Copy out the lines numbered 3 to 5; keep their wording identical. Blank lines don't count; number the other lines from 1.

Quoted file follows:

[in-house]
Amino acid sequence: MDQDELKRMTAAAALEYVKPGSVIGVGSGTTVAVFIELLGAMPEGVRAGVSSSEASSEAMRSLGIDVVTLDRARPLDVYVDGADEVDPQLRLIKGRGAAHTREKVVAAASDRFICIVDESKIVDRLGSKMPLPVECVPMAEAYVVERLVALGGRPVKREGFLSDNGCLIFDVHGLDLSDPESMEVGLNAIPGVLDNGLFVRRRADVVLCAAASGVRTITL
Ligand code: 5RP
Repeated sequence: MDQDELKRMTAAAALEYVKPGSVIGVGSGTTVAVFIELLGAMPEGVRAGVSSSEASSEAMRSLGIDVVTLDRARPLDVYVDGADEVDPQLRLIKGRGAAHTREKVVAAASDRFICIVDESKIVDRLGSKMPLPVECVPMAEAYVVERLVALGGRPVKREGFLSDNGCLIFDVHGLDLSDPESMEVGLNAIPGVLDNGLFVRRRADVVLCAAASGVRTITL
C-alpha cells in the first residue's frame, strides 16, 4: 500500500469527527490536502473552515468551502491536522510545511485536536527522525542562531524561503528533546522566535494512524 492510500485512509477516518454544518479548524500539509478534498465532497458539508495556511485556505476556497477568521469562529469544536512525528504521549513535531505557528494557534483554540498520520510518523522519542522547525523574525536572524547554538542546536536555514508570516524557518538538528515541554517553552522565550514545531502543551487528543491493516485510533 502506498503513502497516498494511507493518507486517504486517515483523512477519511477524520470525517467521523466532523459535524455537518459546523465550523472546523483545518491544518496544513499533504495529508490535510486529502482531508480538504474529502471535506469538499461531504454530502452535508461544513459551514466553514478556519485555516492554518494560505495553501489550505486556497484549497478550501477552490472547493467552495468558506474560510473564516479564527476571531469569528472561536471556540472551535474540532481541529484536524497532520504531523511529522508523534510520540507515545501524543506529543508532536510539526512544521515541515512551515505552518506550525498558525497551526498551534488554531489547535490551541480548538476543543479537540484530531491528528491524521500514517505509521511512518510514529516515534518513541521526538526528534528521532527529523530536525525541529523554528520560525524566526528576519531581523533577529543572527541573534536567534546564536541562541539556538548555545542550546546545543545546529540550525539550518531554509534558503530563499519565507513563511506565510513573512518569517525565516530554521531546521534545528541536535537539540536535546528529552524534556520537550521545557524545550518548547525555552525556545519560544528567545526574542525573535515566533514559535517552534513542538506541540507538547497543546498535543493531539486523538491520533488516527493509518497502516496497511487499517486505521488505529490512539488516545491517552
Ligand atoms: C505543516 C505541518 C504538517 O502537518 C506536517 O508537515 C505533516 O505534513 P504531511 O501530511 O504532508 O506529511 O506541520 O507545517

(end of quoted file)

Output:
Ligand code: 5RP
Repeated sequence: MDQDELKRMTAAAALEYVKPGSVIGVGSGTTVAVFIELLGAMPEGVRAGVSSSEASSEAMRSLGIDVVTLDRARPLDVYVDGADEVDPQLRLIKGRGAAHTREKVVAAASDRFICIVDESKIVDRLGSKMPLPVECVPMAEAYVVERLVALGGRPVKREGFLSDNGCLIFDVHGLDLSDPESMEVGLNAIPGVLDNGLFVRRRADVVLCAAASGVRTITL
C-alpha cells in the first residue's frame, strides 16, 4: 500500500469527527490536502473552515468551502491536522510545511485536536527522525542562531524561503528533546522566535494512524 492510500485512509477516518454544518479548524500539509478534498465532497458539508495556511485556505476556497477568521469562529469544536512525528504521549513535531505557528494557534483554540498520520510518523522519542522547525523574525536572524547554538542546536536555514508570516524557518538538528515541554517553552522565550514545531502543551487528543491493516485510533 502506498503513502497516498494511507493518507486517504486517515483523512477519511477524520470525517467521523466532523459535524455537518459546523465550523472546523483545518491544518496544513499533504495529508490535510486529502482531508480538504474529502471535506469538499461531504454530502452535508461544513459551514466553514478556519485555516492554518494560505495553501489550505486556497484549497478550501477552490472547493467552495468558506474560510473564516479564527476571531469569528472561536471556540472551535474540532481541529484536524497532520504531523511529522508523534510520540507515545501524543506529543508532536510539526512544521515541515512551515505552518506550525498558525497551526498551534488554531489547535490551541480548538476543543479537540484530531491528528491524521500514517505509521511512518510514529516515534518513541521526538526528534528521532527529523530536525525541529523554528520560525524566526528576519531581523533577529543572527541573534536567534546564536541562541539556538548555545542550546546545543545546529540550525539550518531554509534558503530563499519565507513563511506565510513573512518569517525565516530554521531546521534545528541536535537539540536535546528529552524534556520537550521545557524545550518548547525555552525556545519560544528567545526574542525573535515566533514559535517552534513542538506541540507538547497543546498535543493531539486523538491520533488516527493509518497502516496497511487499517486505521488505529490512539488516545491517552